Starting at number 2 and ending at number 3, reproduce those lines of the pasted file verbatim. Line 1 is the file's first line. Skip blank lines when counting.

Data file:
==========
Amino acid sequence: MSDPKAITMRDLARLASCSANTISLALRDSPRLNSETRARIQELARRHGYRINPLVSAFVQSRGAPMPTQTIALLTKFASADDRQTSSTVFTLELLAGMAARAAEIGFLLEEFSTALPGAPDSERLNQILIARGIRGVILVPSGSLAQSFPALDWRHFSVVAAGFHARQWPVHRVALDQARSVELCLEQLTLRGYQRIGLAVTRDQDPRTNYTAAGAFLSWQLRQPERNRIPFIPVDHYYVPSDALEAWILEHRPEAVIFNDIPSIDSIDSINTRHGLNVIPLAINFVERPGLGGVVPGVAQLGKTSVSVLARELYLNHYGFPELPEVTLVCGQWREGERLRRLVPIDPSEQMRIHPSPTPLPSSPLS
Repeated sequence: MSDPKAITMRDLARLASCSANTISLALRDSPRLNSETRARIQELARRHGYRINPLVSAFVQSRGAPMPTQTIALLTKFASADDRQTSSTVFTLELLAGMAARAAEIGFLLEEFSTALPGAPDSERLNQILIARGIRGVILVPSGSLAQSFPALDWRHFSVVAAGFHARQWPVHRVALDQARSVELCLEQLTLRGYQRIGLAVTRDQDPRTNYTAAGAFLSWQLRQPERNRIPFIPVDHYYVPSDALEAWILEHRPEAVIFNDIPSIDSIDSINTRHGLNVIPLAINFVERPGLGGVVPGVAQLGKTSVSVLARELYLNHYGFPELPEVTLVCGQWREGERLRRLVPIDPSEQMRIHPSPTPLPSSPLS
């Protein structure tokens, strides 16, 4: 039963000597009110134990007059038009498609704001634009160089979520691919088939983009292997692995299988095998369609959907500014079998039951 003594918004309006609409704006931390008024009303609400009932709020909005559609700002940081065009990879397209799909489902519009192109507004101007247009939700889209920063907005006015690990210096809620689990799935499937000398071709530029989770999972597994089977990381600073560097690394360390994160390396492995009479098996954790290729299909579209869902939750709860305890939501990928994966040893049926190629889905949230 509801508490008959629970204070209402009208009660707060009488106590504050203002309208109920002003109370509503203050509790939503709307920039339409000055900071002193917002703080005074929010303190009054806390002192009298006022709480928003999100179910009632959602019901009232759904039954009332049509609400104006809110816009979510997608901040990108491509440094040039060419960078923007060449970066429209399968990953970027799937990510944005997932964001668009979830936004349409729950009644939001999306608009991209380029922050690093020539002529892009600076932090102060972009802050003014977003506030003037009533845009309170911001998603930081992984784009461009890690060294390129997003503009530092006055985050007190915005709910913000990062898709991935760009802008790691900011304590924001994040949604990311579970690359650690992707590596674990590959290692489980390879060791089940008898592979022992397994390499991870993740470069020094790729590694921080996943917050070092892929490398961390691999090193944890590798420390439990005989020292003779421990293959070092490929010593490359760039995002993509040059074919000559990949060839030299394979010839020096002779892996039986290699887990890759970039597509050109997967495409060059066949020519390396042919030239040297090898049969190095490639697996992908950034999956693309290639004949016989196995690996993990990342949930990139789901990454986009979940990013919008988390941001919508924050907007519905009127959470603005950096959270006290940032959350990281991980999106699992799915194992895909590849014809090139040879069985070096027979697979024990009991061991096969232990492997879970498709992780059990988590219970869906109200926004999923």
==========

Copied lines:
Repeated sequence: MSDPKAITMRDLARLASCSANTISLALRDSPRLNSETRARIQELARRHGYRINPLVSAFVQSRGAPMPTQTIALLTKFASADDRQTSSTVFTLELLAGMAARAAEIGFLLEEFSTALPGAPDSERLNQILIARGIRGVILVPSGSLAQSFPALDWRHFSVVAAGFHARQWPVHRVALDQARSVELCLEQLTLRGYQRIGLAVTRDQDPRTNYTAAGAFLSWQLRQPERNRIPFIPVDHYYVPSDALEAWILEHRPEAVIFNDIPSIDSIDSINTRHGLNVIPLAINFVERPGLGGVVPGVAQLGKTSVSVLARELYLNHYGFPELPEVTLVCGQWREGERLRRLVPIDPSEQMRIHPSPTPLPSSPLS
């Protein structure tokens, strides 16, 4: 039963000597009110134990007059038009498609704001634009160089979520691919088939983009292997692995299988095998369609959907500014079998039951 003594918004309006609409704006931390008024009303609400009932709020909005559609700002940081065009990879397209799909489902519009192109507004101007247009939700889209920063907005006015690990210096809620689990799935499937000398071709530029989770999972597994089977990381600073560097690394360390994160390396492995009479098996954790290729299909579209869902939750709860305890939501990928994966040893049926190629889905949230 509801508490008959629970204070209402009208009660707060009488106590504050203002309208109920002003109370509503203050509790939503709307920039339409000055900071002193917002703080005074929010303190009054806390002192009298006022709480928003999100179910009632959602019901009232759904039954009332049509609400104006809110816009979510997608901040990108491509440094040039060419960078923007060449970066429209399968990953970027799937990510944005997932964001668009979830936004349409729950009644939001999306608009991209380029922050690093020539002529892009600076932090102060972009802050003014977003506030003037009533845009309170911001998603930081992984784009461009890690060294390129997003503009530092006055985050007190915005709910913000990062898709991935760009802008790691900011304590924001994040949604990311579970690359650690992707590596674990590959290692489980390879060791089940008898592979022992397994390499991870993740470069020094790729590694921080996943917050070092892929490398961390691999090193944890590798420390439990005989020292003779421990293959070092490929010593490359760039995002993509040059074919000559990949060839030299394979010839020096002779892996039986290699887990890759970039597509050109997967495409060059066949020519390396042919030239040297090898049969190095490639697996992908950034999956693309290639004949016989196995690996993990990342949930990139789901990454986009979940990013919008988390941001919508924050907007519905009127959470603005950096959270006290940032959350990281991980999106699992799915194992895909590849014809090139040879069985070096027979697979024990009991061991096969232990492997879970498709992780059990988590219970869906109200926004999923």